The agreement will see various US agencies (including the FBI and Department of Homeland Security) and UK agencies (including NPCC and Border Force) share intelligence about travel patterns between the UK and US and other parts of the world where victims may be taken for the procedure. They will share intelligence about trends in the practice and information on live cases as well as jointly debriefing cases to build both countries’ knowledge of FGM and learn lessons from each other.
Officers will be at Heathrow, JFK Airport and the Eurostar stations as part of week of operations, targeting inbound flights from countries of prevalence seeking to identify where FGM may already have taken place or is planned. They will act on intelligence as well as talking to passengers about the law around FGM and the harm inflicted on victims, and giving them advice about how to report concerns. They will also be on the look out for signs of forced marriage, trafficking and child abuse. Further locations for operations also include Gatwick, Manchester and Luton airports.
FGM Protection Orders, which protect actual or potential victims from FGM under civil law, have been granted 220 times since their introduction in 2015 to the end of March 2018. A pilot is underway by the Ministry of Justice and the National Police Chiefs’ Council to improve the efficiency of FGM Protection Orders.
The agreement has been signed by Commander Ivan Balhatchet from the UK and Deputy Assistant Director Louis Rodi from the US, amongst others.
National Police Chiefs’ Council Lead on Female Genital Mutilation, Commander Ivan Balhatchet, said:
“FGM is a barbaric and violent crime enacted on girls who suffer the results for the rest of their lives. It is child abuse, and no religion, culture or tradition should be allowed to mitigate or make an excuse for such appalling crimes. It is even more traumatic because it is generally committed or facilitated by their families who they should look to for love and protection.
“FGM is hugely complex to investigate and prosecute. Frequently, the survivor is unwilling to give evidence against those closest to them, and some cases of FGM occur prior to the arrival of the survivor in the UK.
“The US shares our goal of eradicating FGM but faces the same challenges. This agreement will help both the UK and US learn more about FGM, the routes taken by perpetrators and when and where it is committed; this is particularly important because we know that perpetrators continue to adapt to evade detection. We also want this agreement and our joint operations to send a signal those planning to commit FGM that we will do everything we can to protect girls and prosecute offenders.
“FGM is not something we cannot eradicate alone. We need everyone who works with children and young people to be alert to signs of FGM, speak out and share information with us.”
Louis Rodi, Deputy Assistant Director, National Security Investigation Division, U.S. Homeland Security Investigations said:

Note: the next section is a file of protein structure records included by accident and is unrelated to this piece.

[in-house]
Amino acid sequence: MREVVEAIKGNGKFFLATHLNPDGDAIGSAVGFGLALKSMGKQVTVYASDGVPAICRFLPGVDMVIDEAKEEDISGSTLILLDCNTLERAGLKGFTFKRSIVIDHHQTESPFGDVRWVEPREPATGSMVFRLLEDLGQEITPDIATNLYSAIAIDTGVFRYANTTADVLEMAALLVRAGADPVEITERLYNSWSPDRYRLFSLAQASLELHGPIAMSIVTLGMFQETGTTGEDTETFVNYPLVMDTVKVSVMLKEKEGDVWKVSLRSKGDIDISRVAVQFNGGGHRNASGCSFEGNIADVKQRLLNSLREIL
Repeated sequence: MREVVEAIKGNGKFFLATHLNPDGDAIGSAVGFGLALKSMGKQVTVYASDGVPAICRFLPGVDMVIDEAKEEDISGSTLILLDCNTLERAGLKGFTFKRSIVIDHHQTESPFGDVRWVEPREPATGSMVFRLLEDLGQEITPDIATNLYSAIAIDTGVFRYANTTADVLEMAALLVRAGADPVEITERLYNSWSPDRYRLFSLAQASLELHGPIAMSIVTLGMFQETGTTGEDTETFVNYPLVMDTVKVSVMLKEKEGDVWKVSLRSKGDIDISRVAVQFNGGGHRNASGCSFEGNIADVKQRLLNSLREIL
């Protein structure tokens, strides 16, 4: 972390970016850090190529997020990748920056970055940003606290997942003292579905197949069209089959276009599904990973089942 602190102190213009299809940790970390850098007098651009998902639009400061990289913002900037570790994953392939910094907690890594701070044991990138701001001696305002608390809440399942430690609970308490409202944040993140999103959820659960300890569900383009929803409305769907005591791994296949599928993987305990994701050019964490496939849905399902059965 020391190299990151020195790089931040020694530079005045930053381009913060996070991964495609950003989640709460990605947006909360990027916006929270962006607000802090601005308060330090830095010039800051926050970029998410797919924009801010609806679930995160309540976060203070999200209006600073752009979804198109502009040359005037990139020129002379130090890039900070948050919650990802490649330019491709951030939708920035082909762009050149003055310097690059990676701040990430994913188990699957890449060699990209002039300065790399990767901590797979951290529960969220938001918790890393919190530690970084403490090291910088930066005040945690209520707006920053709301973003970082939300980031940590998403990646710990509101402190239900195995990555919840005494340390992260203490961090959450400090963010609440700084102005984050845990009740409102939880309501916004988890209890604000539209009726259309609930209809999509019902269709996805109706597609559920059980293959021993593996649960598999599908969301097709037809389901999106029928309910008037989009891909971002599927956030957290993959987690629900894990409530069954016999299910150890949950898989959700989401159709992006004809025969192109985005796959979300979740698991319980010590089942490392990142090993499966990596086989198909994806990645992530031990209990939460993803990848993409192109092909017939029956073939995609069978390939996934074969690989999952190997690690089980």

“Our agency is committed to pursuing those who commit or allow female genital mutilation. Through outreach and investigations, we will work to eradicate this form of abuse.
“We value our partnerships with UK law enforcement as well as with other US federal agencies, including the FBI and US Customs and Border Protection. This collaboration strengthens our resolve to carry out this important work to protect women and girls and investigate crimes against them.”
Immigration Minister, Caroline Nokes, said:
“FGM is a abhorrent crime that no woman or girl should ever have to suffer, and this Government is taking world-leading action to tackle it.
“We have significantly strengthened the law on FGM, including introducing a new offence of failing to protect a girl from FGM, extending the reach of extra territorial offences, and creating civil FGM Protection Orders to ensure we are able to protect women and girls at the earliest opportunity.
“The partnership with our US counterparts recognises that FGM is a global issue that transcends borders. As well as enforcement, we continue to raise awareness of this harmful practice through safeguarding operations such as Operation Limelight which sees police and Border Force proactively engage individuals travelling to or from the UK to countries where FGM is prevalent.
“Corresponding operations at Heathrow, JFK and other major hubs as part of Operation Limelight is a sign of our commitment to ending this barbaric practice internationally.”
Barnardo’s Chief Executive, Javed Khan, said:
“We know the pressure for girls to undergo female genital mutilation very often comes from family members overseas, and results in children being flown abroad so it can take place. The National FGM Centre, run in partnership with Barnardo’s and the Local Government Association, works with affected communities in the UK to prevent this procedure.
“It is vital agencies across the world work together to protect girls from this type of abuse, which is why the signing of this intelligence sharing agreement between the UK and the US is so important.
“It drives home the message that FGM and other harmful practices are treated seriously, not just in the UK but also in the States and we will take the necessary steps to end these unacceptable and illegal practices.”
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